The House We Live In: A Series on Building the Sustainable Home in Tucson, Arizona
I recently interviewed a candidate for a job. We discussed a common interview topic: What is a typical day like at your job? Any time I’ve either asked or answered that question, the answer has been some variation on “it depends.” Which I think is a good thing; most truly interesting jobs are varied, and can’t be described with a succinct recitation of a daily schedule.
The same question applies to the house: What do I typically do at home? Now that we’re getting more specific with the design, I have to get serious about understanding what I need in significant detail. Like work, it certainly varies day to day, but if I zoom out far enough, patterns become recognizable.
This week involved a lot of paperwork in my life – 401(k) paperwork, health insurance paperwork, and tax forms starting to pile up. So naturally I started thinking about desk space. The plan is for it to be built in with the living room bookshelves and cabinets. Hence the need to determine how big I want it during this design phase.
Like most of this project, it has turned into a larger question about life. What am I actually going to do there? What do I want to do there? Various candidates include bill paying and related tasks; work for my paying job that I do at home occasionally (and which needs a computer monitor); work that’s not for my paying work but is related, like pro bono legal projects or working on academic articles; work I do for this site; and my own creative writing, which I do sometimes in longhand, sometimes on a typewriter, and sometimes on my laptop.
Of course, I’m working on my laptop now as I write this, from my couch with dogs snuggled up on my feet. So certainly not all “work” needs to be done at a desk. I have fond memories of working at a kitchen counter in a previous house, or taking over the dining table, or even working outdoors. But still, this space needs to accommodate all these different tasks that make up various parts of myself, and given my commitment to keeping the house compact, I really want one space that can at least theoretically accommodate all of them. My various kinds of work need a home base.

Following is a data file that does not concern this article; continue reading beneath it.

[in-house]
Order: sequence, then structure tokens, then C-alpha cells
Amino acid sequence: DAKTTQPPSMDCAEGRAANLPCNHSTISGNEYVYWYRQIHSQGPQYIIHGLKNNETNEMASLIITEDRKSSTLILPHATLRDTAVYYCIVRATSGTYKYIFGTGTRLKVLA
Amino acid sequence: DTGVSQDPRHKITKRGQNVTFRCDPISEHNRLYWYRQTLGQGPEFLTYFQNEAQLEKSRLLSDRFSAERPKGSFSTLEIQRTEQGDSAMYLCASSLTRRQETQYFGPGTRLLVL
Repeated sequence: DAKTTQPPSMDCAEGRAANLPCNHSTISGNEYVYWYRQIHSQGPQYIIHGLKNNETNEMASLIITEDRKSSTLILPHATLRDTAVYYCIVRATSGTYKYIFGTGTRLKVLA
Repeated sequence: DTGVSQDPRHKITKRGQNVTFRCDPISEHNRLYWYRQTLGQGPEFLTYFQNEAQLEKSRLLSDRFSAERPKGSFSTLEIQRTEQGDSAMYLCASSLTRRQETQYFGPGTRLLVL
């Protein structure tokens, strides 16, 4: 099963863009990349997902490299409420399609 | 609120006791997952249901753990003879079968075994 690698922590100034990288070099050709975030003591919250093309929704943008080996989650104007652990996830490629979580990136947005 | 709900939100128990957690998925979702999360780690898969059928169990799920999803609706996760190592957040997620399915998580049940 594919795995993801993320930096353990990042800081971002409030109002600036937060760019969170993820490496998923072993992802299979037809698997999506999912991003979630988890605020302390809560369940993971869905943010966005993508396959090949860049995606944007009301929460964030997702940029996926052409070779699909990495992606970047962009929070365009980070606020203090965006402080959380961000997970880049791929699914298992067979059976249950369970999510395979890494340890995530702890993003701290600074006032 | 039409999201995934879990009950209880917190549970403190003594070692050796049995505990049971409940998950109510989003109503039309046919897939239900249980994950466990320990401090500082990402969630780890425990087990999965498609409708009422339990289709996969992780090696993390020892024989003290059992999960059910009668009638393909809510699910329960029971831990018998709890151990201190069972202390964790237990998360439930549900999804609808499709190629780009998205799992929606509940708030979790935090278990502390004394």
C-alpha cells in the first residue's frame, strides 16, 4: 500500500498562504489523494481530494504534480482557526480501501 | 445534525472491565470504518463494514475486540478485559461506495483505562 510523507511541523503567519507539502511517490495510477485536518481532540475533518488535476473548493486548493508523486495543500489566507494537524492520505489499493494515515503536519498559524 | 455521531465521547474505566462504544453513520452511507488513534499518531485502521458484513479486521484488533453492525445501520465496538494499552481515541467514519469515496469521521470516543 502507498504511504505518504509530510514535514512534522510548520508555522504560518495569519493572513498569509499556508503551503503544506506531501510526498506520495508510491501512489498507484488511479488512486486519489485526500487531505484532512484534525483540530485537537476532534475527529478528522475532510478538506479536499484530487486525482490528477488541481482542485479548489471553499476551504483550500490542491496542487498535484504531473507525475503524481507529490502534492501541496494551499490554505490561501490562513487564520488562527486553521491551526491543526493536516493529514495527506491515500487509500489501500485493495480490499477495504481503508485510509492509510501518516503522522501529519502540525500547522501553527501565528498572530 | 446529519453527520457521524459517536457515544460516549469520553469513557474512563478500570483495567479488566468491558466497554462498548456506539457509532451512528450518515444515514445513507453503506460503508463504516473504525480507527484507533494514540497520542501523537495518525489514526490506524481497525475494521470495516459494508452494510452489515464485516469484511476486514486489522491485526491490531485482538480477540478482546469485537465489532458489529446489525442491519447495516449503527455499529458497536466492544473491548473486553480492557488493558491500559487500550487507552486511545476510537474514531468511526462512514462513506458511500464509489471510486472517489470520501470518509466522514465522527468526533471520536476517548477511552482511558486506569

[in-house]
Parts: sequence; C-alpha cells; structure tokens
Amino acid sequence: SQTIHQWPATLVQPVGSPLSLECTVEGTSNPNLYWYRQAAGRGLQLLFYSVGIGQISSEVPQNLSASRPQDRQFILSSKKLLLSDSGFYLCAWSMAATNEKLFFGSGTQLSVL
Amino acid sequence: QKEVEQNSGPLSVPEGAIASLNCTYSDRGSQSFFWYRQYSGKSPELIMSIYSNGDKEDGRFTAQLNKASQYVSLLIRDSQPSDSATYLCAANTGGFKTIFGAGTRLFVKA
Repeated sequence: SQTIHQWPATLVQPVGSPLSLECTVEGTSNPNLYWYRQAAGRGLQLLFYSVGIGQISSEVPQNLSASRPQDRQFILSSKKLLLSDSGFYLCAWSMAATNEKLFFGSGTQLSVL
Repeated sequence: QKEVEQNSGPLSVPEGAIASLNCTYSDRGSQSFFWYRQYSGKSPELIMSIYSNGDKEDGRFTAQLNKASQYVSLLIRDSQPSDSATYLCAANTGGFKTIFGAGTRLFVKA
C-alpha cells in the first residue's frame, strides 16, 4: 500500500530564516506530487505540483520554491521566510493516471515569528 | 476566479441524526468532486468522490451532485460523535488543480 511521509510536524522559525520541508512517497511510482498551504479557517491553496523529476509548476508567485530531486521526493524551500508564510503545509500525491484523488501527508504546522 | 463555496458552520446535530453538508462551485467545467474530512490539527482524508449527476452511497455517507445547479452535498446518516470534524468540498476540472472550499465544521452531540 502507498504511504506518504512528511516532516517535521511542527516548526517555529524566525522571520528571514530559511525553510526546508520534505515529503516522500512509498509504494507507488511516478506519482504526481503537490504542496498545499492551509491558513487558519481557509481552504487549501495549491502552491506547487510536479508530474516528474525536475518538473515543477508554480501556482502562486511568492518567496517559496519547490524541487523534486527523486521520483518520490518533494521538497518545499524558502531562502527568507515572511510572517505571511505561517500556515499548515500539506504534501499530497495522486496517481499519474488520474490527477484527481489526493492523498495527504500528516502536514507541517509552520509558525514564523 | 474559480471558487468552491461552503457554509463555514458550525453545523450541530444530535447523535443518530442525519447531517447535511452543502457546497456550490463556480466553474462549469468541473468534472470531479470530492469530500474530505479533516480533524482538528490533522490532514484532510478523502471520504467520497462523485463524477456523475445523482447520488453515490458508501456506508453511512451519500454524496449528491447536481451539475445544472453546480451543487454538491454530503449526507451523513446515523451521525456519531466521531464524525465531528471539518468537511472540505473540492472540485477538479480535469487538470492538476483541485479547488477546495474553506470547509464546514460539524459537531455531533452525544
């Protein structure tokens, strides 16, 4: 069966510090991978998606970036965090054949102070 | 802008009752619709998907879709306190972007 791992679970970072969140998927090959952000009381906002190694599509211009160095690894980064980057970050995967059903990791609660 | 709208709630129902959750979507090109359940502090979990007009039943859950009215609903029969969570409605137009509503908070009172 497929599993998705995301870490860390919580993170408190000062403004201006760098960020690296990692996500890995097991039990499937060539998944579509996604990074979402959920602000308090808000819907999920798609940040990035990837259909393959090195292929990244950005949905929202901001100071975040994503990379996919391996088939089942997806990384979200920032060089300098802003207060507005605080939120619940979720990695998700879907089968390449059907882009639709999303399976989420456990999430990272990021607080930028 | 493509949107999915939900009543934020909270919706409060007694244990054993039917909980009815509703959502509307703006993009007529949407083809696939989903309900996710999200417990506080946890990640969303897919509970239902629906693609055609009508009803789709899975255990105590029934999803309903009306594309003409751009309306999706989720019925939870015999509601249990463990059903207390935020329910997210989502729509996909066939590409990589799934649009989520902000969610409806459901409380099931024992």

These are the things an Amy-desk will be for. Some people want space for a sewing machine, or only need a landing spot for paying bills. Some people work from home full time and need a large dedicated office space. I need a space that accommodates law, literature, and the mundane tasks of running my own household, but fits in the compact footprint I have in mind. I need organization, cleanliness without starkness. I need a space for creativity that still leaves room for regimented thought, for meticulous detail.
This particular area of the house has worried me fairly consistently, perhaps because right now I have a wholly inadequate desk setup but no real space (nor, at this point, desire) to set up a better one here. My desk is very small, too small, and I have very limited storage, so it has a pile on it that takes up a great deal of the space. When I have my computer monitor and keyboard set up, there’s no room to spread out full-sized books and papers. The desk is a little too low, and the nice desk chair I was lucky enough to get from my parents when they downsized doesn’t fit under it well. Along with the lack of kitchen counter space, it’s one of the few things truly lacking from my current setup. So when I think about my dream house, it’s something I really want to get right.
Mix that with general anxiety about the balance of activities in my life (Will I ever have the time and mental space to write fiction again? Shouldn’t I really be doing more academic publishing to keep the option of a return to legal academia sometime down the road alive?) and I find this question troubles me, more than the kitchen or the bathroom or the dressing room. It really goes to who I am and what I do with my time, and it’s hard to reduce that to a set of dimensions.
Matthew suggested I take over my dining table and spread out my “laptop / papers / tea/ whiskey” to see how much space I need. Ah, the joys of working with someone who knows me well. (He told me I could wait until that evening if I needed to, to test the whiskey theory.) It turned out to be smaller than I might have thought, in terms of work space; as long as I have good storage, so that the workspace isn’t taken up by things I’m not using, the surface itself doesn’t need to be much more than three feet wide. And that still leaves room for the whiskey.
Amy Knight is the fiction editor for Terrain.org. In this weekly blog series, she chronicles the process of designing and building an eco-friendly house in Tucson, Arizona. The series will explore both how it’s done and what it means, from the perspective of someone who wants to do the right thing but knows almost nothing about sustainable building. Look for new posts every Monday. You can email Amy at [email protected] or leave a comment here.